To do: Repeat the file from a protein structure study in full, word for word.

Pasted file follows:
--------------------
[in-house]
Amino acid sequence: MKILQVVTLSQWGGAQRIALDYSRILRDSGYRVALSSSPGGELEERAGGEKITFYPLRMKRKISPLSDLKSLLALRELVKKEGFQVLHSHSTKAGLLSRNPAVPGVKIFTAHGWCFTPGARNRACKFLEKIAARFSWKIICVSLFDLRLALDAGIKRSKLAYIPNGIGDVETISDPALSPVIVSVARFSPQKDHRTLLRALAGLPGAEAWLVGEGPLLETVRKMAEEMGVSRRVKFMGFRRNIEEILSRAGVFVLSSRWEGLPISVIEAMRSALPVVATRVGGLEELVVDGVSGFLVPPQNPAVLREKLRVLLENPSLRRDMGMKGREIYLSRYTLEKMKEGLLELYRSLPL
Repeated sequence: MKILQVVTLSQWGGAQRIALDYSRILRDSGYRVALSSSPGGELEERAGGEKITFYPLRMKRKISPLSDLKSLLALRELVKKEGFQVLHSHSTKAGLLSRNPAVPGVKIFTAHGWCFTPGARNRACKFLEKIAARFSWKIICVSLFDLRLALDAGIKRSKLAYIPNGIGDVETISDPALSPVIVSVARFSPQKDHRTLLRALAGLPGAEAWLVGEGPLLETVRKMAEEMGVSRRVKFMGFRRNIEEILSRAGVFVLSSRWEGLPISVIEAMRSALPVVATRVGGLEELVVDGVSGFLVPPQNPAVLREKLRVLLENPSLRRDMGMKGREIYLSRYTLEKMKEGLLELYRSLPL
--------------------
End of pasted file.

[in-house]
Amino acid sequence: MKILQVVTLSQWGGAQRIALDYSRILRDSGYRVALSSSPGGELEERAGGEKITFYPLRMKRKISPLSDLKSLLALRELVKKEGFQVLHSHSTKAGLLSRNPAVPGVKIFTAHGWCFTPGARNRACKFLEKIAARFSWKIICVSLFDLRLALDAGIKRSKLAYIPNGIGDVETISDPALSPVIVSVARFSPQKDHRTLLRALAGLPGAEAWLVGEGPLLETVRKMAEEMGVSRRVKFMGFRRNIEEILSRAGVFVLSSRWEGLPISVIEAMRSALPVVATRVGGLEELVVDGVSGFLVPPQNPAVLREKLRVLLENPSLRRDMGMKGREIYLSRYTLEKMKEGLLELYRSLPL
Repeated sequence: MKILQVVTLSQWGGAQRIALDYSRILRDSGYRVALSSSPGGELEERAGGEKITFYPLRMKRKISPLSDLKSLLALRELVKKEGFQVLHSHSTKAGLLSRNPAVPGVKIFTAHGWCFTPGARNRACKFLEKIAARFSWKIICVSLFDLRLALDAGIKRSKLAYIPNGIGDVETISDPALSPVIVSVARFSPQKDHRTLLRALAGLPGAEAWLVGEGPLLETVRKMAEEMGVSRRVKFMGFRRNIEEILSRAGVFVLSSRWEGLPISVIEAMRSALPVVATRVGGLEELVVDGVSGFLVPPQNPAVLREKLRVLLENPSLRRDMGMKGREIYLSRYTLEKMKEGLLELYRSLPL